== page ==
My Electric Toothbrush — Unplugged

Several of my friends have expressed an almost religious fervor on the subject. Maybe they’d seen my somewhat frayed-bristle, six-month check-up, dentist issued, Oral B in my bathroom. “How could you still use this old thing? You really have to get an electric toothbrush. You’ve got to get into the 21st century.”

Then they’d go on to expound on the virtues of their favorite brand. Everyone seems to have an opinion on the subject. And I can really appreciate many of the arguments for buzzing your way to a gum happy, whiter smile, but — As I understand it, the rapid movements allow the toothbrush to remove plaque AND loosen up mouth crud in those nasty tight spaces between teeth as brushing with a poor lazy arm could never do. Electric toothbrushes can actually help remove coffee stains and, hallelujah, can help remove bacteria that cause bad breath. (The way my friends extolled the incredible properties of these devices, I almost concluded they might slow down global warming as well.) A stat I read on some Internet health site said they reduce gingivitis by 6% over manual brushes, leading to a 17% reduction in gum bleeding. Pretty impressive, I’d say. Some oscillate. Some vibrate on a “sonic” frequency, I learned. Oh wow, I thought, like having nuclear submarine technology in my mouth. Cool beans.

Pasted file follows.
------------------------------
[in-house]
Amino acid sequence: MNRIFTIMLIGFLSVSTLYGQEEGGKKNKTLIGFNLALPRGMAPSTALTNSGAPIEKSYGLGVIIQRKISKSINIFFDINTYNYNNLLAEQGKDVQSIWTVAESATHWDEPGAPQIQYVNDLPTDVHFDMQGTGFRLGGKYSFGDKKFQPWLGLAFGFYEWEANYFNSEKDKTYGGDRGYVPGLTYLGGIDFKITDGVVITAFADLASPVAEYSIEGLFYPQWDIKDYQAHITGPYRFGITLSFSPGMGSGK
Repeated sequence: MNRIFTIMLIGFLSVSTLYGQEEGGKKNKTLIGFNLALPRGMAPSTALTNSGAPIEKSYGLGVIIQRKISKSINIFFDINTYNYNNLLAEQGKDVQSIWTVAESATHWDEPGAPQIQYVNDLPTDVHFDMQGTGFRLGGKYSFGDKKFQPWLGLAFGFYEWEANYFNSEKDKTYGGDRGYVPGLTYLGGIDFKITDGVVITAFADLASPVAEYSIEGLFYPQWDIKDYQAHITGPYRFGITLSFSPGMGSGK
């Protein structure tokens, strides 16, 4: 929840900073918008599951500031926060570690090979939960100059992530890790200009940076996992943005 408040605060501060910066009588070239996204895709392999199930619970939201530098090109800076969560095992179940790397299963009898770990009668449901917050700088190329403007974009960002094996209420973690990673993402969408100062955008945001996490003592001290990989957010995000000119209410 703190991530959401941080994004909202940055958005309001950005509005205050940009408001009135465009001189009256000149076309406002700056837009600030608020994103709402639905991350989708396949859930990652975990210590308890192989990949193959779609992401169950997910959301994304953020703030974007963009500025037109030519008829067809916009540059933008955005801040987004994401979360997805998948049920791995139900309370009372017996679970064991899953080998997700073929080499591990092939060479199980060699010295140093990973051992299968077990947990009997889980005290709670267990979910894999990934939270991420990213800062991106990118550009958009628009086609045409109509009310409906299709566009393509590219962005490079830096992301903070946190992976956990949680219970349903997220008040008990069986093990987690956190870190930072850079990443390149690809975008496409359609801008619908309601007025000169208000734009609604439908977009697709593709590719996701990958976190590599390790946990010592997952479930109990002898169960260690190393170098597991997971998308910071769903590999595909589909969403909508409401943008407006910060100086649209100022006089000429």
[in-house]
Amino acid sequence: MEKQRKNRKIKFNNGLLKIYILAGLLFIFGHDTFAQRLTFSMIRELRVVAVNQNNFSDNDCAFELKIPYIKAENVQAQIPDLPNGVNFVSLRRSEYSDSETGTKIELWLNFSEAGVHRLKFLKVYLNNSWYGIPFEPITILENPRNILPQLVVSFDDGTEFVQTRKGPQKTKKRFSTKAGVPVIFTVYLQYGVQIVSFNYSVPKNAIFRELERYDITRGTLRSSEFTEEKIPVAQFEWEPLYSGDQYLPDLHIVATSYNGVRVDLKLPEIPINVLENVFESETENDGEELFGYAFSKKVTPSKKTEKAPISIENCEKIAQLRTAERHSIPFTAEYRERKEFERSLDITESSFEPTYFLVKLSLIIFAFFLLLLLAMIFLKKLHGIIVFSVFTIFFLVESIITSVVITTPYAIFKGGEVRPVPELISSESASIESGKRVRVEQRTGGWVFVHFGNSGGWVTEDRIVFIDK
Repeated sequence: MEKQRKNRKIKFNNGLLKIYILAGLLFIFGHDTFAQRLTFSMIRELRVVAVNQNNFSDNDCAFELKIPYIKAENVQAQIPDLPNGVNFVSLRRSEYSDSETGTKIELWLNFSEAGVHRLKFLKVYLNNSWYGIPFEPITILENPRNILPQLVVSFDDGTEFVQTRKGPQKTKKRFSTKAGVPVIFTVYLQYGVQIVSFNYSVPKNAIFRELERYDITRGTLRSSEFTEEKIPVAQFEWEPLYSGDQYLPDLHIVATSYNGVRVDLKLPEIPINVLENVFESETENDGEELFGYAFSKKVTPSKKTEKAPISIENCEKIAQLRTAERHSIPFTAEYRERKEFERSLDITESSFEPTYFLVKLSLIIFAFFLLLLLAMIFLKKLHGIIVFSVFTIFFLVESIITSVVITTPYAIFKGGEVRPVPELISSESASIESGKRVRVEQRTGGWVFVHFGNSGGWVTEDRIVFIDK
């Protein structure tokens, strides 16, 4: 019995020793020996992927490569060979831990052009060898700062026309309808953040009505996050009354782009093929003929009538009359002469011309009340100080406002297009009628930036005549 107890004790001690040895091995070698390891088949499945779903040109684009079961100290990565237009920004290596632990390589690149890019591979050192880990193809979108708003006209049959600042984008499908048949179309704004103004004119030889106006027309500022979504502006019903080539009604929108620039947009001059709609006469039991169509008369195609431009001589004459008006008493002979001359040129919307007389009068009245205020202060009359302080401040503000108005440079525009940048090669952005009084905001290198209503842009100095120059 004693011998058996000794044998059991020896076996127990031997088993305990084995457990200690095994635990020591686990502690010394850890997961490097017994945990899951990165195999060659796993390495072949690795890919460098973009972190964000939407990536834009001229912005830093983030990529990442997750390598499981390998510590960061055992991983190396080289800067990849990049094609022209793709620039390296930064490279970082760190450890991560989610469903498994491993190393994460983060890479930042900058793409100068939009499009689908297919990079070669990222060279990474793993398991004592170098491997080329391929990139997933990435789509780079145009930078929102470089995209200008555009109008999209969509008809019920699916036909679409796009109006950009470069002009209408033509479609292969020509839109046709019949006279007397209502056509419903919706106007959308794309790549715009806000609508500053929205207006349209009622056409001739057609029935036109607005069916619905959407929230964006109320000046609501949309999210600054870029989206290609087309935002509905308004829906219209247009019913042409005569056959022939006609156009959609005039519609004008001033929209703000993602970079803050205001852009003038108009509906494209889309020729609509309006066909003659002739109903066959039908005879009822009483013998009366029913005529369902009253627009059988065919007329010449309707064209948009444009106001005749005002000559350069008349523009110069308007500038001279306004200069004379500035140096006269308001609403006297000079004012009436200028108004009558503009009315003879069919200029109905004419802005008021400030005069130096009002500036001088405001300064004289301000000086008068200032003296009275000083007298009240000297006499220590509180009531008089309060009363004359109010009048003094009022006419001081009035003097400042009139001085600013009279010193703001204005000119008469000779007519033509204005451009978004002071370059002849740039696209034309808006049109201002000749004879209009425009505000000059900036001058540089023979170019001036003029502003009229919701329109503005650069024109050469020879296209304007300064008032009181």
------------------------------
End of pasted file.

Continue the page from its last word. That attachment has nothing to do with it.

I bought myself a start-up model, a two-speed, battery operated number where you could change these half-sized toothbrushes whenever they got worn out. I brush twice a day, about two minutes at a time …and I’d like to think my mouth wants to thank me.

Truth is, though, many nights, when I brush my teeth before going to bed, when I stumble into the bathroom and make faces at my reflection in the mirror, I squeeze a dab of toothpaste onto my SpinBrush, and I don’t turn the damn thing on. Not even on low-speed. I look at myself in the mirror, and make the motions the old-fashioned way: Up. Down. Up. Down. Or faster. Up-down-up-down-up-down. Or, around-and-around-and-around. Now counter-clockwise. Around-and-around-and-around. How far back can I go?